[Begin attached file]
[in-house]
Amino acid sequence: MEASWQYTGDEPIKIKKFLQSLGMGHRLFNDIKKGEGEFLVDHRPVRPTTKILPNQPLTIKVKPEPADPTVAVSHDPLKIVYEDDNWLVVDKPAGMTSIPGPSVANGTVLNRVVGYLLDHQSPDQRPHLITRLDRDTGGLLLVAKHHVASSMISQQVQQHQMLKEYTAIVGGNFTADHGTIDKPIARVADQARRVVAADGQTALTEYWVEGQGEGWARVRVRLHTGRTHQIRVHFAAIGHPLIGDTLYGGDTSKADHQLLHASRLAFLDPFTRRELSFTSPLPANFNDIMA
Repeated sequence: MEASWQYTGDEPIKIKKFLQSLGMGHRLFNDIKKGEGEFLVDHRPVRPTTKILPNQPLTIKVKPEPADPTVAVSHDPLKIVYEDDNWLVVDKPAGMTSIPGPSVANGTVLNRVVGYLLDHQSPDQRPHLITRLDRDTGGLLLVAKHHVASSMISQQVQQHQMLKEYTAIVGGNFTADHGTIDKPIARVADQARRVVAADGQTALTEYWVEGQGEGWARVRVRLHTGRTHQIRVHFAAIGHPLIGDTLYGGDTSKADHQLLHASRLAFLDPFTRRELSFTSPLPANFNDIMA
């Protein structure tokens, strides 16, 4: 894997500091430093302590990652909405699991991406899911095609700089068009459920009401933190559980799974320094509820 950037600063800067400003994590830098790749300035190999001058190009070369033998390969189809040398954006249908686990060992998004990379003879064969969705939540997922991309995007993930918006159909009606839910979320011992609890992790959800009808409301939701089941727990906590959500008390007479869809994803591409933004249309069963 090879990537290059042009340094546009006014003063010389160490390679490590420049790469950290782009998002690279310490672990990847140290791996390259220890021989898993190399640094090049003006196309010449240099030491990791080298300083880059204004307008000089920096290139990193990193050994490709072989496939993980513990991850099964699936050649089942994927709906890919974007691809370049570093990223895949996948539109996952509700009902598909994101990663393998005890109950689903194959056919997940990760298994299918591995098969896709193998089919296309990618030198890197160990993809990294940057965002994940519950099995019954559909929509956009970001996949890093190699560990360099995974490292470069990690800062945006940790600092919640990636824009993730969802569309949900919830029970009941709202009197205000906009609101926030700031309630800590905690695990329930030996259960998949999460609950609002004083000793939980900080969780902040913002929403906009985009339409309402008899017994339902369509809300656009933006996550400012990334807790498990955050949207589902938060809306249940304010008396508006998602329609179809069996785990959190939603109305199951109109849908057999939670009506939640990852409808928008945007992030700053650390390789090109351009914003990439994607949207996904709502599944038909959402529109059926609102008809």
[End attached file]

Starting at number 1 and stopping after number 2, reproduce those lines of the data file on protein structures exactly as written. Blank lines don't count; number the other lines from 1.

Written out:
[in-house]
Amino acid sequence: MEASWQYTGDEPIKIKKFLQSLGMGHRLFNDIKKGEGEFLVDHRPVRPTTKILPNQPLTIKVKPEPADPTVAVSHDPLKIVYEDDNWLVVDKPAGMTSIPGPSVANGTVLNRVVGYLLDHQSPDQRPHLITRLDRDTGGLLLVAKHHVASSMISQQVQQHQMLKEYTAIVGGNFTADHGTIDKPIARVADQARRVVAADGQTALTEYWVEGQGEGWARVRVRLHTGRTHQIRVHFAAIGHPLIGDTLYGGDTSKADHQLLHASRLAFLDPFTRRELSFTSPLPANFNDIMA